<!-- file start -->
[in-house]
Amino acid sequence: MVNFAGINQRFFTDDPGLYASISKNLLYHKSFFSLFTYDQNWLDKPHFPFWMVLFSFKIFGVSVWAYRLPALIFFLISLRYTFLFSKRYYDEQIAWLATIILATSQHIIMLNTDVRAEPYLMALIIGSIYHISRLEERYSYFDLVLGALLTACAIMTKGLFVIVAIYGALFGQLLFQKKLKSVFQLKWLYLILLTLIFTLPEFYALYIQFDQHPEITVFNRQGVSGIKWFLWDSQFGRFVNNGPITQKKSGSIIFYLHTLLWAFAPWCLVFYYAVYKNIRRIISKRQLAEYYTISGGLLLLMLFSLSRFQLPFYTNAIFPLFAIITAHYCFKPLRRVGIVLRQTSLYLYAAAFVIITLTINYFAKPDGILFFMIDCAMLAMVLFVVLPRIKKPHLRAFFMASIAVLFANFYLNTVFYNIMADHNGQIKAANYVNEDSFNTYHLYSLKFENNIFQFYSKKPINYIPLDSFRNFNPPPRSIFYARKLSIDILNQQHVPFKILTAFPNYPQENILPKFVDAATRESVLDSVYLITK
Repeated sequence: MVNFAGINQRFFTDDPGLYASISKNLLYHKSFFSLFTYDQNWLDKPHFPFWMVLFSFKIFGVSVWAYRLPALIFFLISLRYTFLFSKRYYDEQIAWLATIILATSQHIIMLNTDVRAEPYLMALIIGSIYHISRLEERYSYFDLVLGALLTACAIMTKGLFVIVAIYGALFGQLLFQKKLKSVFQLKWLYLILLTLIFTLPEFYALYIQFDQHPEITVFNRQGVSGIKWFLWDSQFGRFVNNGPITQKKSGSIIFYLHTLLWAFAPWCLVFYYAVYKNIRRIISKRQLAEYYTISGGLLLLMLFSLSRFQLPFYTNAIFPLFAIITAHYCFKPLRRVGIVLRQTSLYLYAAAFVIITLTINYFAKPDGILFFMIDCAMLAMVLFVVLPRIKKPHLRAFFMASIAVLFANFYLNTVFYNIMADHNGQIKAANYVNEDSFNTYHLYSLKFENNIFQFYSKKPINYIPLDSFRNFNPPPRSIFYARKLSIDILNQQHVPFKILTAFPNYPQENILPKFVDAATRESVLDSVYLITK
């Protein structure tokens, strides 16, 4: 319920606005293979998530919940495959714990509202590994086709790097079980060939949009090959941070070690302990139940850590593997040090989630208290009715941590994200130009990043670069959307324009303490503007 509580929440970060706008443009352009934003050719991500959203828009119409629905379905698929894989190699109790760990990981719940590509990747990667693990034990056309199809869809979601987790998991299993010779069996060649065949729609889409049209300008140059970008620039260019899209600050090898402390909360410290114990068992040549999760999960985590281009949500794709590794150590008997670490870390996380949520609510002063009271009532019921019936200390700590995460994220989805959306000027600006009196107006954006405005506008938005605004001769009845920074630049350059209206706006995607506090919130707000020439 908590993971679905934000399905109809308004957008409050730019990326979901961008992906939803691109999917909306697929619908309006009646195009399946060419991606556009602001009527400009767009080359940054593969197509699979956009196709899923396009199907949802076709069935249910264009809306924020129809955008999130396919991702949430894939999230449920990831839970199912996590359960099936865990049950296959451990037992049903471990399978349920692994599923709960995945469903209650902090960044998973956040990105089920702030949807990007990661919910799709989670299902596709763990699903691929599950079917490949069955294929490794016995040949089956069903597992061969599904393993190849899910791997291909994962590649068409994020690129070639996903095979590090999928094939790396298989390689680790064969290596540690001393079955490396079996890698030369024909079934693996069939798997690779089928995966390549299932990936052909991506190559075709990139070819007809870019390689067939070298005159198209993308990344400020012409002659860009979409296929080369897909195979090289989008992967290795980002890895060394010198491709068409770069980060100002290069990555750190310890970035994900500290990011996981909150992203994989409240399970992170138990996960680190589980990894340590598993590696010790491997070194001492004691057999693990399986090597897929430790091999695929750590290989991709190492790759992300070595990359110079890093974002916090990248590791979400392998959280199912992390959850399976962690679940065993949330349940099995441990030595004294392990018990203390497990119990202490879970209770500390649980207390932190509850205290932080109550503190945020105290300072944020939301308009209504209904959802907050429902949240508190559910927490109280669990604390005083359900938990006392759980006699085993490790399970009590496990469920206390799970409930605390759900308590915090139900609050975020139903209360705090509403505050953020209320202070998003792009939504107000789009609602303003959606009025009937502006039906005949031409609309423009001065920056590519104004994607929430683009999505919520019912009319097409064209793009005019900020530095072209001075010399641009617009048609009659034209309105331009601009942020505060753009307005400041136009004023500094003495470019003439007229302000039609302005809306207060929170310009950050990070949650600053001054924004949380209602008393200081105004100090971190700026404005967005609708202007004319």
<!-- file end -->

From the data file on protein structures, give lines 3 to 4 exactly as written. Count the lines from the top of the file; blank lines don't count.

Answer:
Repeated sequence: MVNFAGINQRFFTDDPGLYASISKNLLYHKSFFSLFTYDQNWLDKPHFPFWMVLFSFKIFGVSVWAYRLPALIFFLISLRYTFLFSKRYYDEQIAWLATIILATSQHIIMLNTDVRAEPYLMALIIGSIYHISRLEERYSYFDLVLGALLTACAIMTKGLFVIVAIYGALFGQLLFQKKLKSVFQLKWLYLILLTLIFTLPEFYALYIQFDQHPEITVFNRQGVSGIKWFLWDSQFGRFVNNGPITQKKSGSIIFYLHTLLWAFAPWCLVFYYAVYKNIRRIISKRQLAEYYTISGGLLLLMLFSLSRFQLPFYTNAIFPLFAIITAHYCFKPLRRVGIVLRQTSLYLYAAAFVIITLTINYFAKPDGILFFMIDCAMLAMVLFVVLPRIKKPHLRAFFMASIAVLFANFYLNTVFYNIMADHNGQIKAANYVNEDSFNTYHLYSLKFENNIFQFYSKKPINYIPLDSFRNFNPPPRSIFYARKLSIDILNQQHVPFKILTAFPNYPQENILPKFVDAATRESVLDSVYLITK
């Protein structure tokens, strides 16, 4: 319920606005293979998530919940495959714990509202590994086709790097079980060939949009090959941070070690302990139940850590593997040090989630208290009715941590994200130009990043670069959307324009303490503007 509580929440970060706008443009352009934003050719991500959203828009119409629905379905698929894989190699109790760990990981719940590509990747990667693990034990056309199809869809979601987790998991299993010779069996060649065949729609889409049209300008140059970008620039260019899209600050090898402390909360410290114990068992040549999760999960985590281009949500794709590794150590008997670490870390996380949520609510002063009271009532019921019936200390700590995460994220989805959306000027600006009196107006954006405005506008938005605004001769009845920074630049350059209206706006995607506090919130707000020439 908590993971679905934000399905109809308004957008409050730019990326979901961008992906939803691109999917909306697929619908309006009646195009399946060419991606556009602001009527400009767009080359940054593969197509699979956009196709899923396009199907949802076709069935249910264009809306924020129809955008999130396919991702949430894939999230449920990831839970199912996590359960099936865990049950296959451990037992049903471990399978349920692994599923709960995945469903209650902090960044998973956040990105089920702030949807990007990661919910799709989670299902596709763990699903691929599950079917490949069955294929490794016995040949089956069903597992061969599904393993190849899910791997291909994962590649068409994020690129070639996903095979590090999928094939790396298989390689680790064969290596540690001393079955490396079996890698030369024909079934693996069939798997690779089928995966390549299932990936052909991506190559075709990139070819007809870019390689067939070298005159198209993308990344400020012409002659860009979409296929080369897909195979090289989008992967290795980002890895060394010198491709068409770069980060100002290069990555750190310890970035994900500290990011996981909150992203994989409240399970992170138990996960680190589980990894340590598993590696010790491997070194001492004691057999693990399986090597897929430790091999695929750590290989991709190492790759992300070595990359110079890093974002916090990248590791979400392998959280199912992390959850399976962690679940065993949330349940099995441990030595004294392990018990203390497990119990202490879970209770500390649980207390932190509850205290932080109550503190945020105290300072944020939301308009209504209904959802907050429902949240508190559910927490109280669990604390005083359900938990006392759980006699085993490790399970009590496990469920206390799970409930605390759900308590915090139900609050975020139903209360705090509403505050953020209320202070998003792009939504107000789009609602303003959606009025009937502006039906005949031409609309423009001065920056590519104004994607929430683009999505919520019912009319097409064209793009005019900020530095072209001075010399641009617009048609009659034209309105331009601009942020505060753009307005400041136009004023500094003495470019003439007229302000039609302005809306207060929170310009950050990070949650600053001054924004949380209602008393200081105004100090971190700026404005967005609708202007004319």